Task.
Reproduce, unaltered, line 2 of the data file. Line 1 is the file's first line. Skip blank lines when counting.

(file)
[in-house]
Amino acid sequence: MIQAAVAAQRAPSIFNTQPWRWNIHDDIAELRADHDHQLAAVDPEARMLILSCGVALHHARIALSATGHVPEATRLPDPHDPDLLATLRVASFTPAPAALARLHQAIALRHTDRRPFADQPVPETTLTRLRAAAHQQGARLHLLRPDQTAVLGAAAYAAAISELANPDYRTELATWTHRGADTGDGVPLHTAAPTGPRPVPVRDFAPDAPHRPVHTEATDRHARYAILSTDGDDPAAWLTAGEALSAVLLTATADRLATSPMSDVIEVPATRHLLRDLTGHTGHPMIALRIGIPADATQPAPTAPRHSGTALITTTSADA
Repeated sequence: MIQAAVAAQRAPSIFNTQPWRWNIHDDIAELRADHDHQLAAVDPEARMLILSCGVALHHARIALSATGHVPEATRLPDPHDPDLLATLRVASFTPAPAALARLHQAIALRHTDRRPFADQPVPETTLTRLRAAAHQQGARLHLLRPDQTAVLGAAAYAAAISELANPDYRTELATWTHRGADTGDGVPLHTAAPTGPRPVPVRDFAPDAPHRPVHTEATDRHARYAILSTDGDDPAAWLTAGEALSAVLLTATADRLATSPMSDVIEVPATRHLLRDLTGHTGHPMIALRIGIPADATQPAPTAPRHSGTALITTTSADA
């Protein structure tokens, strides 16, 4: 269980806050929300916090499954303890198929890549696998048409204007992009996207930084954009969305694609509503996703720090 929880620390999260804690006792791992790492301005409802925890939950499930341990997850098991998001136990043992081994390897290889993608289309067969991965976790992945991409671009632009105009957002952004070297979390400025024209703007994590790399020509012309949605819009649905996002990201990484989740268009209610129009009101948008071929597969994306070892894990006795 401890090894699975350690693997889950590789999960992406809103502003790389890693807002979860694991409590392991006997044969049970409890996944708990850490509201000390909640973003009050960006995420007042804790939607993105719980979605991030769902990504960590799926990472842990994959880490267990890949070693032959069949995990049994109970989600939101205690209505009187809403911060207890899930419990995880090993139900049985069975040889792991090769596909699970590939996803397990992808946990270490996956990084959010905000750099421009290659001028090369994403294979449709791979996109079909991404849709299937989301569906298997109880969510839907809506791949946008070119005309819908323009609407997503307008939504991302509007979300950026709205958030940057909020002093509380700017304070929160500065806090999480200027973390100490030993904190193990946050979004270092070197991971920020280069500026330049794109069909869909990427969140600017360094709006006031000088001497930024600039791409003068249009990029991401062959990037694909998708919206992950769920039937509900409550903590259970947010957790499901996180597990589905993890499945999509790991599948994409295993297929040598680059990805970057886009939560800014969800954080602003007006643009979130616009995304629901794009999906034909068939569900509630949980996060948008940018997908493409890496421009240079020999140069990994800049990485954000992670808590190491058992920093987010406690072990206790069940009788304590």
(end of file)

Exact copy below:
Amino acid sequence: MIQAAVAAQRAPSIFNTQPWRWNIHDDIAELRADHDHQLAAVDPEARMLILSCGVALHHARIALSATGHVPEATRLPDPHDPDLLATLRVASFTPAPAALARLHQAIALRHTDRRPFADQPVPETTLTRLRAAAHQQGARLHLLRPDQTAVLGAAAYAAAISELANPDYRTELATWTHRGADTGDGVPLHTAAPTGPRPVPVRDFAPDAPHRPVHTEATDRHARYAILSTDGDDPAAWLTAGEALSAVLLTATADRLATSPMSDVIEVPATRHLLRDLTGHTGHPMIALRIGIPADATQPAPTAPRHSGTALITTTSADA